Paperbacks are perfect for reading in the horizontal position. I love my Penguins, Picadors, and Nancy Pearl Book Lust Rediscoveries.
Commenters at this blog, however, recently mentioned that used editions of the Folio Society books are available at eBay.
I do not frequent eBay. I was once outbid for a mid-twentieth-century blond wood dining room table I wanted for a desk. But many eBay dealers do sell for a set price. And so I browsed and bought this gorgeous Folio Society set of Chekhov’s The Collected Stories. The four books are very slightly oversized, but perfectly manageable for reading in “my nest.”
Published in 2010 to celebrate the 150th birthday of Chekhov, the books are beautifully bound and illustrated by Laura Carlin.
The translation is by Ronald Hingley, who translated nine volumes of Chekhov’s plays and six volumes of his stories for Oxford University Press. I have tried the Constance Garnett, and hope Hingley will finally illuminate Chekhov for me.
In the introduction, James Lasdun explores the alluring brevity of Chekhov by comparing him to three epic novelists of the 19th century and early twentieth century..
The canonized writers of the past have a tendency to assume a fixed expression in their readers’ imaginations. Dostoevsky always appears in the same aura of morbidly enthralling hysteria; Proust in the same velvety atmosphere of hyper-attuned sensory receptiveness. To think of Tolstoy is to conjure, at once, the note of impassive grandeur as of creation being set out in glittering ranks for inspection.
Anton Chekhov, whose short career was as momentous as any of these, has his own distinct tone and manner, but the impression it leaves is curiously elusive, offering reticence and hesitation in place of ‘personality, and a series of mods rather than a discernible attitude to life, even the attitude of uncertainty.
I look forward to reading The Collected Stories and will report back in a few weeks.
It is Anthony Trollope’s 200th anniversary, and all are frenziedly reading Trollope.
It is just like the nineteenth century!
I became a Trollope junkie after I saw The Pallisers on TV in the ’70s. Since then I have read 40 of his 47 novels. I recently reread the fifth book in the Palliser series, The Prime Minister. I love the mix of politics and doomed romance in this parliamentary pageturner: Planty Palliser, now the Duke of Omnium, becomes Prime Minister, and his wife Lady Glencora schemes to bolster his reputation by hosting extravagant over-the-top parties. Trollope also tells the story of the marriage of Emily Wharton, the daughter of a rich lawyer, and Lopez, an unscrupulous speculator who everyone knows is not a gentleman. The novel rambles, but I enjoyed the rambling.
So it is a normal year of Trollope at Mirabile Dictu. Well, almost. My Trollope consumption has not been entirely normal. I purchased a copy of the Folio Society’s complete edition of The Duke’s Children for $330 and then gave it to charity because it was too big to read in bed. I am as extravagant as Lady Glencora! only with less political effect. By the way, the book has received excellent reviews from the TLS, The Guardian, The Telegraph, and The Irish Times.
At The Guardian, in a roundup of writers choosing their favourite novels by Trollope, I was surprised that the Palliser books are so popular. Antonia Fraser chose Can You Forgive Her?, Roy Hattersley and Kwasi Kwarteng chose Phineas Finn, and Anthony Quinn and Richard Chartres, Bishop of London, chose The Prime Minister.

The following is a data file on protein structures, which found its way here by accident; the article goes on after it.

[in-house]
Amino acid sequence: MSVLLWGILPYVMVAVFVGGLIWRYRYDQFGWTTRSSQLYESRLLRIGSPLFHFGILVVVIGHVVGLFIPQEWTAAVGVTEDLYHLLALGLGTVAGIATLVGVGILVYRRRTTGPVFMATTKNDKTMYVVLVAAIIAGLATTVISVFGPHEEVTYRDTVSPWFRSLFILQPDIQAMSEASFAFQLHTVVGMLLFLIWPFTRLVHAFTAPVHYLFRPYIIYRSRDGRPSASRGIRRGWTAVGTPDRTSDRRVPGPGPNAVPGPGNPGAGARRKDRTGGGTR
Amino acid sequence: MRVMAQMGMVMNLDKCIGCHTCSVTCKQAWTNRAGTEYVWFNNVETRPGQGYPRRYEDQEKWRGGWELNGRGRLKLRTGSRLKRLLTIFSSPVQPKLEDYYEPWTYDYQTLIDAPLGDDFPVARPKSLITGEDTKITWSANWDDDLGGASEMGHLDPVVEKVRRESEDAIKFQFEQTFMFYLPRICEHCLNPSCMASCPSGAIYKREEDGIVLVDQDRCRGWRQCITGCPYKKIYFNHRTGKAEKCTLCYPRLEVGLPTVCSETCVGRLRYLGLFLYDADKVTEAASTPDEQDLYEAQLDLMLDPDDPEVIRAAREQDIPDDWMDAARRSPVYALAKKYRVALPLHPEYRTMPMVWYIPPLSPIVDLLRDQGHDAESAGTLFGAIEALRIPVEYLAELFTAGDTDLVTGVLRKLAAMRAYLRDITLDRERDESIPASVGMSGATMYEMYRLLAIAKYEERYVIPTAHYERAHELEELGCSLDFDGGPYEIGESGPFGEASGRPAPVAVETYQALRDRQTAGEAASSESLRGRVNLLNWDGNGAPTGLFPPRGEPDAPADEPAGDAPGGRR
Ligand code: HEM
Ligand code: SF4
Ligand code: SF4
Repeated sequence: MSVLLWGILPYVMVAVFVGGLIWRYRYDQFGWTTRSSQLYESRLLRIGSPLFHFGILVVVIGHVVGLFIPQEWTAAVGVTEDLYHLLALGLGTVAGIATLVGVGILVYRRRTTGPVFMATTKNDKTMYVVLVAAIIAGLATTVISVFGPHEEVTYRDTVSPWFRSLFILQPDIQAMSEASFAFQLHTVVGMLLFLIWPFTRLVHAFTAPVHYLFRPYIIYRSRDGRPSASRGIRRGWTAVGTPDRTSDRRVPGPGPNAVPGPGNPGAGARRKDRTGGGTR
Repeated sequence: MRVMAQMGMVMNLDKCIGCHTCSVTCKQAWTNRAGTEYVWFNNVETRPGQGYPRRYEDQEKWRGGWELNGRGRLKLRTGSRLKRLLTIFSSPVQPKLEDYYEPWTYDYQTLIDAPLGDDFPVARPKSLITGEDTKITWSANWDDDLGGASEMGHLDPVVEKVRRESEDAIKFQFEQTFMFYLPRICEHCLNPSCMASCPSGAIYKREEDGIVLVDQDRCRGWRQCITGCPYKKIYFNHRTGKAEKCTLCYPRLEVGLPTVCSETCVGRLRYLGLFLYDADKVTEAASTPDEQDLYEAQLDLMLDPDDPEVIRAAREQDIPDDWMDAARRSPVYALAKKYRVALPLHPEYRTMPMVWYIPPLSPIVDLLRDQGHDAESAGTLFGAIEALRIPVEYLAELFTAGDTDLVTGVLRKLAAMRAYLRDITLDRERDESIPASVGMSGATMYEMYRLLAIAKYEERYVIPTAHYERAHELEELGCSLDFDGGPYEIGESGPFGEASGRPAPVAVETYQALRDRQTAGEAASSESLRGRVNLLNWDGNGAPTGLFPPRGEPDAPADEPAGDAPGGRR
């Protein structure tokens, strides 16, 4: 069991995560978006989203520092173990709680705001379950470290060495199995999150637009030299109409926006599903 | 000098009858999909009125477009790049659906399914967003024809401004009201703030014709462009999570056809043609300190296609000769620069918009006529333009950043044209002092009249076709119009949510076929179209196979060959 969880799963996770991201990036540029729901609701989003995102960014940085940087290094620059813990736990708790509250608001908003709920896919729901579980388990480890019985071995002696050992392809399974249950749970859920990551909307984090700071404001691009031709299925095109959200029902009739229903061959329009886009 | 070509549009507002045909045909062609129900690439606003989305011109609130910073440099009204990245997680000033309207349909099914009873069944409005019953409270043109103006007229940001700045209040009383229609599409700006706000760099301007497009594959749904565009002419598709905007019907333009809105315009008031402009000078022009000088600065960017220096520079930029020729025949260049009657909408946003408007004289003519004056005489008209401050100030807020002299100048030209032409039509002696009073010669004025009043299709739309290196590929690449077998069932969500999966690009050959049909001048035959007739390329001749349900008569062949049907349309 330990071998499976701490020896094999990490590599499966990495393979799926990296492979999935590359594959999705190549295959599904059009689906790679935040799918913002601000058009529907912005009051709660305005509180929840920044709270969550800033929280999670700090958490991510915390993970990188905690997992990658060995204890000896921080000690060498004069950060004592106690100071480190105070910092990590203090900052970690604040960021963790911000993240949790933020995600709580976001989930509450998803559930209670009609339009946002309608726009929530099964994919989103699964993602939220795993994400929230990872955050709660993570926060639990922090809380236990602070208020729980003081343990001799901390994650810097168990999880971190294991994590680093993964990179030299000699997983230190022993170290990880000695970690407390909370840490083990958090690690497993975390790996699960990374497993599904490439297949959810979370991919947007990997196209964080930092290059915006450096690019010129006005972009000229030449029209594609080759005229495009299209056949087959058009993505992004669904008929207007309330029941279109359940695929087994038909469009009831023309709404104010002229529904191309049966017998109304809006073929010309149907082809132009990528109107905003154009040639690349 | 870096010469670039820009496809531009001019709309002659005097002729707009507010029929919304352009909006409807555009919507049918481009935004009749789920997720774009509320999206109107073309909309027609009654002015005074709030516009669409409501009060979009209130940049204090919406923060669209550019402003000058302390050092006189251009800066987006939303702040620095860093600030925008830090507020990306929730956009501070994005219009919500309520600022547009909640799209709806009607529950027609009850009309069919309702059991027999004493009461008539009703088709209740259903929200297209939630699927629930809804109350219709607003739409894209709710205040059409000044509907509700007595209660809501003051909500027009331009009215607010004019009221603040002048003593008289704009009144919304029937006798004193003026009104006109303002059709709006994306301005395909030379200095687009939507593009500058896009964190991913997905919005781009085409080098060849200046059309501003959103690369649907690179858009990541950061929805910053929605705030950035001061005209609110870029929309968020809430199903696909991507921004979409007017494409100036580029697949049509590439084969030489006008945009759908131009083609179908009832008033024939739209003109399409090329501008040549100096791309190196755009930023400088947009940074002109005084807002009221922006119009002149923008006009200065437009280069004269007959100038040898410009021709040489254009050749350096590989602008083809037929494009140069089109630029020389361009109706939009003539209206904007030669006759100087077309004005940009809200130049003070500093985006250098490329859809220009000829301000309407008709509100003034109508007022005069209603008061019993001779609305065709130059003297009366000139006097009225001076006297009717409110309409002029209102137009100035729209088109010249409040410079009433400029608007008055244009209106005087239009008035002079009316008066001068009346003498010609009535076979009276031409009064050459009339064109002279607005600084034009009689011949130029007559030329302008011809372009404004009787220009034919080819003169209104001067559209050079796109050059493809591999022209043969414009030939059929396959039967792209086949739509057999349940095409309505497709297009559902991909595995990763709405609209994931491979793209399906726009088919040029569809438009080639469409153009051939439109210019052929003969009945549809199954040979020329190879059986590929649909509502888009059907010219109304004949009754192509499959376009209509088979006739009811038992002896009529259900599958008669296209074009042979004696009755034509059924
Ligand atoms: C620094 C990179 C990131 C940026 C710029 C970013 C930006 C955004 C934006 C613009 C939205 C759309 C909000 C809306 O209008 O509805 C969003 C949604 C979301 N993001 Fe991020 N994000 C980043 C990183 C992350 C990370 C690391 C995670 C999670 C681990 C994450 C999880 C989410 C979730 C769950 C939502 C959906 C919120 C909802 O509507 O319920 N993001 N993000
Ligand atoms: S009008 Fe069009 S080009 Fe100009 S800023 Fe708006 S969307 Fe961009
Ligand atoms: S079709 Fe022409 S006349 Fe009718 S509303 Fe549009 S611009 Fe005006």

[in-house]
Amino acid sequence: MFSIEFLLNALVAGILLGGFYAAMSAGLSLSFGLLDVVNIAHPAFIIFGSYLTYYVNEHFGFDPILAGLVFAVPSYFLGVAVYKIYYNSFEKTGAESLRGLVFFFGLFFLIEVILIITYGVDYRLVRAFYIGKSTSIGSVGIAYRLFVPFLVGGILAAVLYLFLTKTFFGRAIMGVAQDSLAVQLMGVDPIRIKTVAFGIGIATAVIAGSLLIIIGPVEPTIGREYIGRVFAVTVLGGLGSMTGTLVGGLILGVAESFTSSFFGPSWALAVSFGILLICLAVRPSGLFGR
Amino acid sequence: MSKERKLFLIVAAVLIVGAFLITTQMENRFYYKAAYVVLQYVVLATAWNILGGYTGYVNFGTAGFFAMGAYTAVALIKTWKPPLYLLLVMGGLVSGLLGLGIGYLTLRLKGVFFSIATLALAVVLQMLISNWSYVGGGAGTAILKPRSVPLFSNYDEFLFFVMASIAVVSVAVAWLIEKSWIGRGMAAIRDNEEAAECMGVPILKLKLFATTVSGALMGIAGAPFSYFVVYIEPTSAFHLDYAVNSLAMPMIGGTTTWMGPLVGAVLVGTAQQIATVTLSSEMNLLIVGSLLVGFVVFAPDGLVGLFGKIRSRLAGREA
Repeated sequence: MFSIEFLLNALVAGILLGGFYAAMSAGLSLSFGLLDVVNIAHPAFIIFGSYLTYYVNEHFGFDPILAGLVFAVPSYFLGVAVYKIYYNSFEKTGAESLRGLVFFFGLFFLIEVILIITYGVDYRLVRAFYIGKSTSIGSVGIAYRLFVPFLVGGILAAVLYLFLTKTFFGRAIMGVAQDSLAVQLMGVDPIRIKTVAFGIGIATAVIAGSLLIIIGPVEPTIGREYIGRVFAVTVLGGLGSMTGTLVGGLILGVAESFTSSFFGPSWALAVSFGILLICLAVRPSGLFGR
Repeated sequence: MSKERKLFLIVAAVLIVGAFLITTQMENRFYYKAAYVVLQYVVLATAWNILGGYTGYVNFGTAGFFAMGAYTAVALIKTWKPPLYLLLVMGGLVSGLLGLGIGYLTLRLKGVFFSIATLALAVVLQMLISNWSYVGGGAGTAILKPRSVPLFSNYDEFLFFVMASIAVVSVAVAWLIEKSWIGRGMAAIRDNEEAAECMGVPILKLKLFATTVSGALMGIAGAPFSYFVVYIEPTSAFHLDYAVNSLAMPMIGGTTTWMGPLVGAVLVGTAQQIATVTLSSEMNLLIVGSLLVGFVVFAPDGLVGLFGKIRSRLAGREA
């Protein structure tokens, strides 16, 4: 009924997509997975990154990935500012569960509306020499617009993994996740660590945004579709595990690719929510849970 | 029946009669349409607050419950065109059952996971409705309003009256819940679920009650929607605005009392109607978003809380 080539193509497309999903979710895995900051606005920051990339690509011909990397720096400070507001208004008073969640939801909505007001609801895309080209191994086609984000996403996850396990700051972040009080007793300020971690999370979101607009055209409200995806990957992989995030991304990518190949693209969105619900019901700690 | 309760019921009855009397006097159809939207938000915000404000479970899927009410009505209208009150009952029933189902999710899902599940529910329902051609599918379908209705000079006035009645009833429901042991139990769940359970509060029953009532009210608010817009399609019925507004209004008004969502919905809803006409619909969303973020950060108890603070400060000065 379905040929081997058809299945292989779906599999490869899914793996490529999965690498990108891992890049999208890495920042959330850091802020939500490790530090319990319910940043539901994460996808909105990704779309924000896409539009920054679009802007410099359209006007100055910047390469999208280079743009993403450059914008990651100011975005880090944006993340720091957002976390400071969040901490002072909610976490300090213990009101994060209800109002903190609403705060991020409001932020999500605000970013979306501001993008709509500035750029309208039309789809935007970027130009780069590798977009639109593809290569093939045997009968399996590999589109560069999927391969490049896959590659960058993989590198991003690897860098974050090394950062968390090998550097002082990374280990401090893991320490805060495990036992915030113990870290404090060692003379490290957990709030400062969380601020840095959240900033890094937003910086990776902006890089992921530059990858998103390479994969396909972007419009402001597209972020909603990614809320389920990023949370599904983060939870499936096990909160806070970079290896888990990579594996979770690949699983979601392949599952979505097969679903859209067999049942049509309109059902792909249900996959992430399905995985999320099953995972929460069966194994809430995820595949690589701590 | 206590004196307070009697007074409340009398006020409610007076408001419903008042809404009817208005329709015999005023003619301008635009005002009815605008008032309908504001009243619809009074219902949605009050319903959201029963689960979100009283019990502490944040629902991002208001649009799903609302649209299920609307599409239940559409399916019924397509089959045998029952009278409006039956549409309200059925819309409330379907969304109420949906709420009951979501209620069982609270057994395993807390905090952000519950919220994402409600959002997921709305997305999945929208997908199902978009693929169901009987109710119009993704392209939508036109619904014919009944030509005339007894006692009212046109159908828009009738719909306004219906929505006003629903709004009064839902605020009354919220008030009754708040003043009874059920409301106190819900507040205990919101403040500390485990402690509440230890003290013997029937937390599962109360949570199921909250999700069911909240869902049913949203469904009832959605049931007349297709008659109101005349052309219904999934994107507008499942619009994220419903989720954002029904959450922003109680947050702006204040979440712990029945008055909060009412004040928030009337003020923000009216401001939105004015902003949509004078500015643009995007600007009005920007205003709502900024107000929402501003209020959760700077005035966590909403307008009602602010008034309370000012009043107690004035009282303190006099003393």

What are your favorite Trollope novels? Anybody for the Barsetshire series? My favorite is He Knew He Was Right. More on that later. I’ll reread it one of these years.
A new anthology from Dover, The Feminine Future: Early Science Fiction by WomenWriters, traces the development of women’s science fiction from 1873 to 1930.
The editor Mike Ashley provides a historical context for the 14 stories. He says in the introduction that it is commonly believed that women did not write
SF until recently. Here he has resurrected women who wrote for the pulps, including Clare Winger Harris, the first woman who wrote for science fiction magazines. And he reminds us “that science fiction is only about adventures in space and time, with alien monsters or mad scientists or superheroes.”
Certainly the stories here are usually centered on Earth. In E. Nesbit’s story, “The Third Drug” (1908), SF is combined with elements of horror. The narrator escapes a gang of thugs in the streets of Paris by rushing through a gate and barricading it. Then he falls into the hands of a mad scientist who has been experimenting with three very creepy drugs. An eerie, terrifying story. and a departure for Nesbit, who is best known for her children’s books.
My favorite story is Edna W. Underwood’s “The Painter of Dead Women” (1911). Underwood, a vividly offbeat writer, may have developed her bizarre imagination by the translation of Gogol which was her first book in 1903. In “The Painter of Dead Women,” she explores a horrifying premise: Count Ponteleon, a famous painter of dead women, kidnaps women and administers a poison developed by his ancestors which causes death and arrests physical decay. He has kidnapped the narrator on her honeymoon in Naples, because he lacks an Englishwoman for his collection. Very sinister, but fortunately the heroine is six-ft.-tall, athletic, and an invincible swimmer.
Are you ready for a humorous story? Elizabeth W. Bellamy’s story, “Ely’s Automatic Housemaid” (1900), is charming and comical. The narrator buys two robot housemaids invented by a genius, Harrison Ely. “I had known him in college, a man amazingly dull in Latin and Greek and even in English, but with ideas of his own that could not be expressed in language. His bent was purely mechanical…” But t is difficult to program the maids to do just what you want them to do. If you don’t get the time right, they make the beds over and over. And you really don’t want your children to program mechanical housemaids. One of the funniest scenes is when both maids are programmed to sweep . They have a kind of sweeping fight with their brooms.
In general the women are not sanguine about the future. In Clare Winger Harris’s “The Artificial Man” (1929), a man becomes a cyborg. George Gregory, a brilliant student and football stars has a series of terrible accidents that reduce him from strong man with a bright future to a cripple with prostetic limbs. . Then he needs an artificial kidney, and eventually, like a plastic surgery addict, he has all of his body parts replaced by artificial materials. He becomes a cyborg to take revenge on the woman who dumped him.